Publishing something wrong is a journalist’s worst nightmare, and rightly so. Errors can erode trust in the media, have serious consequences on individuals and groups, and undermine journalists’ main job to provide accurate and truthful information. Still, to err is human, especially in fast-paced newsrooms, and issuing appropriate corrections can limit damages.
Whether you’re covering politics and mentioning Chelsea Manning’s whistleblowing, writing about the cast of Orange Is the New Black, or commenting on a volleyball match involving player Tifanny Abreu, journalists from all beats and publications need to be able to write about transgender and non-binary individuals without promoting stereotypes and harmful narratives.
Italian reporter Annalisa Camilli knew that journalists can experience harassment or abuse, but she didn’t think it would happen to her while working on the migrant beat.
It was 2017 when Hannah*, 33, had her first obsessive thoughts about her husband and their relationship of over 15 years. "Within days, I had a complete nervous breakdown and ended up in A&E," she recalls.
Last month Los Angeles Times journalist Sonali Kohli announced on Twitter that she was taking three weeks off to recover after covering several traumatic events, including mass shootings and deadly fires. Her words resonated with many in the industry. Kohli said she needed to give her body and mind a rest, and was sharing her experience to help those in the same situation.
Most people are terrified of 'settling' in their relationships. But don’t we all fall in love with imperfect partners in the end? Susan* is a 30-year-old Londoner who’s about to get engaged to someone who – on paper – probably wouldn’t meet half the criteria on her 'ideal partner' checklist, yet is the person she sees her future with.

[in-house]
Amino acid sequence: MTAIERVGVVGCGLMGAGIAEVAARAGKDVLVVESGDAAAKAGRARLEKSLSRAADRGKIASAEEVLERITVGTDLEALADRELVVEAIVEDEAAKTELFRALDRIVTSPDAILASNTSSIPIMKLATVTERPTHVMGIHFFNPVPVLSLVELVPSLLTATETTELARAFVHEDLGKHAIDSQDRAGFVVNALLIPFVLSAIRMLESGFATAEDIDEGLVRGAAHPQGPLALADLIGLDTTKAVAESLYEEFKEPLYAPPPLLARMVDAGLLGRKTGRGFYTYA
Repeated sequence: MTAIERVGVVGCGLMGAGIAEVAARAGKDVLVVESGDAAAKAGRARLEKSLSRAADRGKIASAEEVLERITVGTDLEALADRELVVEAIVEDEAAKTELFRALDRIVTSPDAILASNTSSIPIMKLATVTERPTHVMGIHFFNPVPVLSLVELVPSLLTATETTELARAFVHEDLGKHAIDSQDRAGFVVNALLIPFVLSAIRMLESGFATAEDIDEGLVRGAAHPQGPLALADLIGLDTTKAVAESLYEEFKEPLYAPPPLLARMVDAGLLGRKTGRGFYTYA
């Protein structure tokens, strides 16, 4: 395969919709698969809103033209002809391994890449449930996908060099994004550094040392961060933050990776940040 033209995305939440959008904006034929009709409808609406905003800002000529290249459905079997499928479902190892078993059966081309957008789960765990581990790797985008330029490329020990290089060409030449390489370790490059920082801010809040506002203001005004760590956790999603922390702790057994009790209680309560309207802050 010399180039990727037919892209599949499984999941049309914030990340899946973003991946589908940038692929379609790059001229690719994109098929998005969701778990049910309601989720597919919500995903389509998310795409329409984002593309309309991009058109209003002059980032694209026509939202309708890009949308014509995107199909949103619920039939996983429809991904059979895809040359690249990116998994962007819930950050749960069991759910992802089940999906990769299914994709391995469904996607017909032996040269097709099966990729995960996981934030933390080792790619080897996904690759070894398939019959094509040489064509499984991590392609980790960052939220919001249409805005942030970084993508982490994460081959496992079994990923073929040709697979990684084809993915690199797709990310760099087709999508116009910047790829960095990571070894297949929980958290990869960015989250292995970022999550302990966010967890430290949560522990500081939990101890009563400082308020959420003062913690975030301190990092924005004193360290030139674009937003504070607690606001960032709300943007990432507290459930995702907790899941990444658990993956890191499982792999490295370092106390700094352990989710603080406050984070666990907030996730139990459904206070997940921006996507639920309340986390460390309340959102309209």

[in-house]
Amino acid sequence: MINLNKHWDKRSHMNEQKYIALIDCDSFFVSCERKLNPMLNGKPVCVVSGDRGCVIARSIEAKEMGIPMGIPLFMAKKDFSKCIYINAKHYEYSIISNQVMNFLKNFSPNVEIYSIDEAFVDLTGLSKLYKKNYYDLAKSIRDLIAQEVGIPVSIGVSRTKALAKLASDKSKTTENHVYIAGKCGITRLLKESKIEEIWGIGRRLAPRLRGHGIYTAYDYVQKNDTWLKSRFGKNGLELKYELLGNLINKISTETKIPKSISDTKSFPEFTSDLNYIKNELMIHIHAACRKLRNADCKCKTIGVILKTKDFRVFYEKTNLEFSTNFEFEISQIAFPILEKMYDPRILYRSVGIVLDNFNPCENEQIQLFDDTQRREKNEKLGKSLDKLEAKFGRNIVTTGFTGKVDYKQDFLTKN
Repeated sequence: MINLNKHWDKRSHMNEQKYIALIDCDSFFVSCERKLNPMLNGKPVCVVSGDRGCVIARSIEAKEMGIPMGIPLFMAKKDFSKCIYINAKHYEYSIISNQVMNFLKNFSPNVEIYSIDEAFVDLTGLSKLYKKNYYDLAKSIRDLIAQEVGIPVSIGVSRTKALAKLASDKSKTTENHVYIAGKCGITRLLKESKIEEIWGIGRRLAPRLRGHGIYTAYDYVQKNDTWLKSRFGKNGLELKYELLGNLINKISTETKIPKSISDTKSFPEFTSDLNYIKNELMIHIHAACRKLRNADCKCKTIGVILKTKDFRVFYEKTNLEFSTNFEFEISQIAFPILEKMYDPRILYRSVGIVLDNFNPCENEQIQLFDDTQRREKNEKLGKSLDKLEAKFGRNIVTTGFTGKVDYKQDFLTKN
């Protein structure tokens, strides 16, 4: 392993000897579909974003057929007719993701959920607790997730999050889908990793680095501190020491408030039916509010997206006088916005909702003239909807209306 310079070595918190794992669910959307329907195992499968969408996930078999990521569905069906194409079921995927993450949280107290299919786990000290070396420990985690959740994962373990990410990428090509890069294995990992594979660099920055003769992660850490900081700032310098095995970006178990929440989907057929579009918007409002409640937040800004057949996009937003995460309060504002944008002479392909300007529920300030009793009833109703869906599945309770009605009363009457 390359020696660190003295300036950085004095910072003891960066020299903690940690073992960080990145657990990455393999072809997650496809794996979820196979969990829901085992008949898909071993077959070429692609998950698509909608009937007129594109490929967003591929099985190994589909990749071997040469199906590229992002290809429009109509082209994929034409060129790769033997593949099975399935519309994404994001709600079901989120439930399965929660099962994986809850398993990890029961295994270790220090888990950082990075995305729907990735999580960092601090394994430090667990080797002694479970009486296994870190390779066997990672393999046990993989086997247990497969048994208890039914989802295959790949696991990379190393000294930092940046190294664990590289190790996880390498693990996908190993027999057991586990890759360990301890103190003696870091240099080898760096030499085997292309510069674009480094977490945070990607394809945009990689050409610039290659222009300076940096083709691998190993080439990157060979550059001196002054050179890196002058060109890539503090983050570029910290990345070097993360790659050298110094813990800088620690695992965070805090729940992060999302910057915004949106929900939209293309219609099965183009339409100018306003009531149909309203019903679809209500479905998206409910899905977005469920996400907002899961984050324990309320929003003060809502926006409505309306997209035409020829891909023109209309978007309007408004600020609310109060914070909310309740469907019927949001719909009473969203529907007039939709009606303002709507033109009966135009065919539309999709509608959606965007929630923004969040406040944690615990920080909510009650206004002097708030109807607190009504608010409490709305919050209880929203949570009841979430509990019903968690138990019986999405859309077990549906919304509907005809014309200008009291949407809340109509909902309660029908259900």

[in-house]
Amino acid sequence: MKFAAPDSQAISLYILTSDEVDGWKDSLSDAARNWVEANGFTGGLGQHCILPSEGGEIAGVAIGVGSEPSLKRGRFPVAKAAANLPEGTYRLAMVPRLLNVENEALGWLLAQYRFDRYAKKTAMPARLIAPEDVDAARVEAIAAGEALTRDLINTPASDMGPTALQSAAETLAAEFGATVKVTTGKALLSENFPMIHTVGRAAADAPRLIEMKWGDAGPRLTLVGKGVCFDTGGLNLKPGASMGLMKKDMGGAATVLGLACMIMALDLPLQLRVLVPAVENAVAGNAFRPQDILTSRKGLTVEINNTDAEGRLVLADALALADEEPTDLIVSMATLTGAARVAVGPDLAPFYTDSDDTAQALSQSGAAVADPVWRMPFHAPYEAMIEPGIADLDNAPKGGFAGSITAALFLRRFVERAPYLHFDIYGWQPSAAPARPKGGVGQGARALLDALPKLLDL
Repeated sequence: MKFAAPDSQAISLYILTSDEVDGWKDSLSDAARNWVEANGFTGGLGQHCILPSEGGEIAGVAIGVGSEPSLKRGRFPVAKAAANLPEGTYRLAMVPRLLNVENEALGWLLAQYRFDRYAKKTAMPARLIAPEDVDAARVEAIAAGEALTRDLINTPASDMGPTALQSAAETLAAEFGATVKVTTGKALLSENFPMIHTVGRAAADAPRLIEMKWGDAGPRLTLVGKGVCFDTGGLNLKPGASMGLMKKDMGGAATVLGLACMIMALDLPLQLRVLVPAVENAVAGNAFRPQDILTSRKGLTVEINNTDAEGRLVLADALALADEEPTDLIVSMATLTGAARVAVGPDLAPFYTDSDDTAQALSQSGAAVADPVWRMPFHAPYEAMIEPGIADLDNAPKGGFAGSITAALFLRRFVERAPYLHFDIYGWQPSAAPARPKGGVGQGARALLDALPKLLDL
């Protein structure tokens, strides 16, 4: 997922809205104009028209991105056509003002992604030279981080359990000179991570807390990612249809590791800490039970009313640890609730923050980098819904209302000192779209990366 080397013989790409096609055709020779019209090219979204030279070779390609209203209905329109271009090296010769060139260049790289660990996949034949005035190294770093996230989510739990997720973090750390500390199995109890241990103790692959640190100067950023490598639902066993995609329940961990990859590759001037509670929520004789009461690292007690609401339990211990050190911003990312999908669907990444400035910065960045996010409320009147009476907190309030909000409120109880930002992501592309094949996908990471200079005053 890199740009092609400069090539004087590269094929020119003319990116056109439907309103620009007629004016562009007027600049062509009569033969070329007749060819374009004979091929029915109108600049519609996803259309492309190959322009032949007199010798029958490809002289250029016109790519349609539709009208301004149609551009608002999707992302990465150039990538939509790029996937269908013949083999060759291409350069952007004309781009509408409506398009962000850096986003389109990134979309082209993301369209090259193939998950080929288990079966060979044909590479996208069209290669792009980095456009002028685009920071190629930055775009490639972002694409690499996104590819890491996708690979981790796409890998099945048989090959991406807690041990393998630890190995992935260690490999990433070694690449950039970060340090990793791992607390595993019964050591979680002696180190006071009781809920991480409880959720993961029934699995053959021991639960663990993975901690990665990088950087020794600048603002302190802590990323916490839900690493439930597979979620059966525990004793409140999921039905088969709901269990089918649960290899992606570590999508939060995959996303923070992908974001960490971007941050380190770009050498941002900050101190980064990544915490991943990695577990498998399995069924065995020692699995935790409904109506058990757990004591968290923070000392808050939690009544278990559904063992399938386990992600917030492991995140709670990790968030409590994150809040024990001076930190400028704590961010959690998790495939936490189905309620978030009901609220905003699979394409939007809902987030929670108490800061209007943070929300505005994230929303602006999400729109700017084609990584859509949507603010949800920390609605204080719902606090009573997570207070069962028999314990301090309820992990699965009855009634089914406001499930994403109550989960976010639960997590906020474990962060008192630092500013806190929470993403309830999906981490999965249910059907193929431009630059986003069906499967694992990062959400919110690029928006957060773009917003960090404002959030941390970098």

Quando, dieci anni fa, Beatrice* prova un inspiegabile e netto calo del desiderio, è giovane e confusa. A ventuno anni, si trova alle prese con tutte le regolari complicazioni della prima relazione seria ma anche con qualcos’altro, che la fa stare male ma non riesce a capire.
The concept of off-the-record material can be confusing for sources, the public and journalists alike. It represents a pitfall for dangerous misunderstandings, and often deals with sensitive information that needs to be adequately protected.
Long gone are the days when, to keep up with what was happening in the world, we had to walk down the newsstand or wait for the daily radio or TV bulletin. With the internet — and social media, apps, newsletters and more — we often get the impression that the news is available to anyone, anywhere, anytime, in any possible format.
About 800 journalists so far have signed an open letter demanding an end to unfair and slow payment practices that damage freelancers’ livelihood.
Emilia Romagna, Piemonte, Toscana e Lombardia hanno annunciato contraccettivi gratuiti per gli under 24 o 26. Cosa è cambiato?
Loneliness has become one of the greatest challenges of our hyperconnected world, with over 9 million people in the UK reporting they are always or often lonely. Living with a disability makes a person more likely to feel isolated, disconnected and left out.
From Barbara Kruger and Wangechi Mutu to Lorna Simpson: women have been pioneering the DIY art form for the last century. We speak to three artists on what cutting up and piecing together mixed media can tell us about gender, activism and the modern age.
From sourcing case studies and interacting with readers to live-tracking events and promoting recent work, the digital era has given journalists new tools and channels in which to work. However, as more and more activity happens online — spilling into social media — it becomes increasingly difficult to set boundaries between personal and the professional in public.